CHEYENNE – Wyoming’s State Capitol went to the dogs today – literally. With the Capitol Rotunda filled with very well-behaved dogs, Gov. Dave Freudenthal signed legislation making dog fighting – and other animal fighting – a felony in Wyoming.
Wyoming was the last state in the nation to make dog fighting a felony, and some legislators reluctantly went along with the measure so that Wyoming would not in effect invite dogfighters to the state by being the only state with weak laws on animal fighting.
But Rep. Rosie Berger, R-Sheridan, has been championing the cause for several years, and she said she made it a priority “to help these animals that do not have a voice.”
She said fighting animal abuse has been one of the highlights of her legislative career.
“This really is Rep. Berger’s day,” Freudenthal said in signing the bill. A copy of the bill was signed by a paw print from one of the dogs.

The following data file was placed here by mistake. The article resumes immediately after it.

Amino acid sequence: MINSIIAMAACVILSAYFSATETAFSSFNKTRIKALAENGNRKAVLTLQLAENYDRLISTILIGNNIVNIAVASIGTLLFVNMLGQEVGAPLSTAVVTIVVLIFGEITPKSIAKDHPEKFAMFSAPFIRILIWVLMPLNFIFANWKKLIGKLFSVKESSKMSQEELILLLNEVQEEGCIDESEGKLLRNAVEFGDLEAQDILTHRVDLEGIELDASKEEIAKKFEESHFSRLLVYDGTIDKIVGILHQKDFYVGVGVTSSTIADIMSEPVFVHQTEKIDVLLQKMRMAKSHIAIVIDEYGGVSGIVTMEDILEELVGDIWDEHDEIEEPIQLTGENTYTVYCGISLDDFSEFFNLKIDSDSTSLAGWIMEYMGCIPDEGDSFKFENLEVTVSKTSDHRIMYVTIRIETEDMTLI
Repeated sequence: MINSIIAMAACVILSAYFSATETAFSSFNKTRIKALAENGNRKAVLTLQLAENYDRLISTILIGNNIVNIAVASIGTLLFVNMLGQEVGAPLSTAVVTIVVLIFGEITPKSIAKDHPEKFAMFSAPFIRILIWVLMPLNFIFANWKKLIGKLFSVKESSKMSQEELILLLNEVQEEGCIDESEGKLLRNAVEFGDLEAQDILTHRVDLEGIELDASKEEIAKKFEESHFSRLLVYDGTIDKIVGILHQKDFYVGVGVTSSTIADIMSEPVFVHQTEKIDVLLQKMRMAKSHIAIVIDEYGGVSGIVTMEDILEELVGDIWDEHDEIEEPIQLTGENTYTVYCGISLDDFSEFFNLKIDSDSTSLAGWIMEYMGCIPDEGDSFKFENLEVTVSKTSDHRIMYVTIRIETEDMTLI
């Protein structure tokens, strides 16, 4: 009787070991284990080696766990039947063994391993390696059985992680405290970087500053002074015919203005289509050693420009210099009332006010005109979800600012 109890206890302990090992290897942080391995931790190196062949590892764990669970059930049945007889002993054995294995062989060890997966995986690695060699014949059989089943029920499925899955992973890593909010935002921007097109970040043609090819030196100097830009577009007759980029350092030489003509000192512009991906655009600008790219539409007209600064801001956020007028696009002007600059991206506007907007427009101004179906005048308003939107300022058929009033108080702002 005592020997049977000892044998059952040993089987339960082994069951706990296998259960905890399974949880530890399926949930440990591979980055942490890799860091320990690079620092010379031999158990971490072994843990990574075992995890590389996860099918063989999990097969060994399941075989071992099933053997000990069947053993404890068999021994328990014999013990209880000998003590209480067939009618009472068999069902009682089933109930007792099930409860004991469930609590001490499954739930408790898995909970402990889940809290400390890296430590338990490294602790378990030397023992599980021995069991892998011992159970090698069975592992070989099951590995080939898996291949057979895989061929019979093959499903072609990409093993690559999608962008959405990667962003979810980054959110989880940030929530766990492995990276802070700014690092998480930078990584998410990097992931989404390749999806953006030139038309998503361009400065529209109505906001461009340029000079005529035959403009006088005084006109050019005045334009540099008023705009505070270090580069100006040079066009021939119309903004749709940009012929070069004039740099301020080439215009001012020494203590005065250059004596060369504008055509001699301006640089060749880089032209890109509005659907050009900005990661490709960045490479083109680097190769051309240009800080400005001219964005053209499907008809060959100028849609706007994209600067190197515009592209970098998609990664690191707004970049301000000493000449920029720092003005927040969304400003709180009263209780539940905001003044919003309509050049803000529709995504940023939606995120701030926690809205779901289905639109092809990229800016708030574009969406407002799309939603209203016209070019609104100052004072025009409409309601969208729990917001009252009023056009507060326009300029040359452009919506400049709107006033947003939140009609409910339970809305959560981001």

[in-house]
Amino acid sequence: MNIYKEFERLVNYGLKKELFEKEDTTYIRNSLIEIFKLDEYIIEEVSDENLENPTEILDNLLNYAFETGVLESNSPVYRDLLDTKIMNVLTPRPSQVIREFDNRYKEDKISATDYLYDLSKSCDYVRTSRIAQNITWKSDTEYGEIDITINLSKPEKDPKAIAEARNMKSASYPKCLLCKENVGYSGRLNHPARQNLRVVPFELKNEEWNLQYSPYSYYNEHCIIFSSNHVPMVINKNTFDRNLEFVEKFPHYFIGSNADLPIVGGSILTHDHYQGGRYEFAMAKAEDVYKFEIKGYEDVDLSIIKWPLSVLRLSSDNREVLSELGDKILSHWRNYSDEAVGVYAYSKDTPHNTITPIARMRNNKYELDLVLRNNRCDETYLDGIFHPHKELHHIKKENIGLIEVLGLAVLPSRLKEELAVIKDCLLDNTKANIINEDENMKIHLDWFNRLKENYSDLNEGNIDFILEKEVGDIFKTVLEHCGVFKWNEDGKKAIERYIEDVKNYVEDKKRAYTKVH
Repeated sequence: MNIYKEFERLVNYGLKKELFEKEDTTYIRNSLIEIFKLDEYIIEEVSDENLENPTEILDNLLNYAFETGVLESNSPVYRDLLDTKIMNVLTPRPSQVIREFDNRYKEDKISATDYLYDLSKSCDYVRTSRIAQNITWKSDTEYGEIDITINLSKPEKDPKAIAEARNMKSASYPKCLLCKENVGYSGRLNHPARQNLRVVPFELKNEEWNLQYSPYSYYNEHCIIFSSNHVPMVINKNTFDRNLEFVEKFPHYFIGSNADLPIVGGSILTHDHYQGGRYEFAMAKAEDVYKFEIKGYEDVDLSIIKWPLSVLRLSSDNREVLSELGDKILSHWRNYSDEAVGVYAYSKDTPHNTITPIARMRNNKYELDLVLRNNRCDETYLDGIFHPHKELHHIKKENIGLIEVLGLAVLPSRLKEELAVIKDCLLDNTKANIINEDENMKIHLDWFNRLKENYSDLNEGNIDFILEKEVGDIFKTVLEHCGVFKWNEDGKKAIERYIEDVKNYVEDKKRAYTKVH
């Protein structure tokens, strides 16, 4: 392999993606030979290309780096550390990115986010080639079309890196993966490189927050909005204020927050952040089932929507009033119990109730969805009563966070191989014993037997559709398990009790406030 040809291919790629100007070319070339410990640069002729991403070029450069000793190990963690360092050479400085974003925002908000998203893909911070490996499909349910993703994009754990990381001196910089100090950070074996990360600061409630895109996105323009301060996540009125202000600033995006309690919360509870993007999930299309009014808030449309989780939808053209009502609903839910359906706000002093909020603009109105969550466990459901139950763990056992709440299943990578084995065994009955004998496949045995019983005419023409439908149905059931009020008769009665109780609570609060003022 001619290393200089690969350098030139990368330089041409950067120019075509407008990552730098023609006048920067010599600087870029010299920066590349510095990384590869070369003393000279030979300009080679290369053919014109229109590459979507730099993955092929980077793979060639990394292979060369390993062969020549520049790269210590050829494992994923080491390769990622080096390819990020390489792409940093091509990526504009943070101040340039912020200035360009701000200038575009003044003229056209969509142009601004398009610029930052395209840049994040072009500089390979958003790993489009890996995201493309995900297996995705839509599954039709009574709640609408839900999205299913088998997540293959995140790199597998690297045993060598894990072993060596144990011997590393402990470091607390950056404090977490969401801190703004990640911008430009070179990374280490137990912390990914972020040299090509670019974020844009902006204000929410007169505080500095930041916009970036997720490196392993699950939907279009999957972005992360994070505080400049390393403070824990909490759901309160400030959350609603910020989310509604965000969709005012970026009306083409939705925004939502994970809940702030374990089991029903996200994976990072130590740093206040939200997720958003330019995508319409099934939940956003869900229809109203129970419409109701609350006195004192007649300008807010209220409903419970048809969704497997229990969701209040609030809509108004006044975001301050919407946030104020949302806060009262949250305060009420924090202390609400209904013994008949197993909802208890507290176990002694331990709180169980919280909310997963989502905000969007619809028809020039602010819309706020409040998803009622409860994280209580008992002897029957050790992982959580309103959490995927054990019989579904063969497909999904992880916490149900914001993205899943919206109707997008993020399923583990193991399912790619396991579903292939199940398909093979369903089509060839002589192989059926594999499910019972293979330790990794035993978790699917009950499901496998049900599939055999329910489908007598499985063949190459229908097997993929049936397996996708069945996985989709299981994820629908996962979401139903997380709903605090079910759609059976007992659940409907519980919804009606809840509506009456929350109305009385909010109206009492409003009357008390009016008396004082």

The governor also signed two other highly visible bills passed during the session – measures defining and regulating carbon capture and carbon sequestration. He called them “landmark pieces of legislation” and said they are “the most comprehensive and most thorough pieces passed by any legislature in the country.”
Rep. Tom Lubnau, R-Gillette, the prime sponsor of the bills, called them a “forward-thinking approach to protect both Wyoming’s economy and Wyoming’s environment.”
“Whether you believe in global warming or not, the political and economic realities have changed, and Wyoming needs to adapt with those changes,” Lubnau said. “With the signing of these two bills today, Wyoming puts itself in the forefront of carbon sequestration legislation.”
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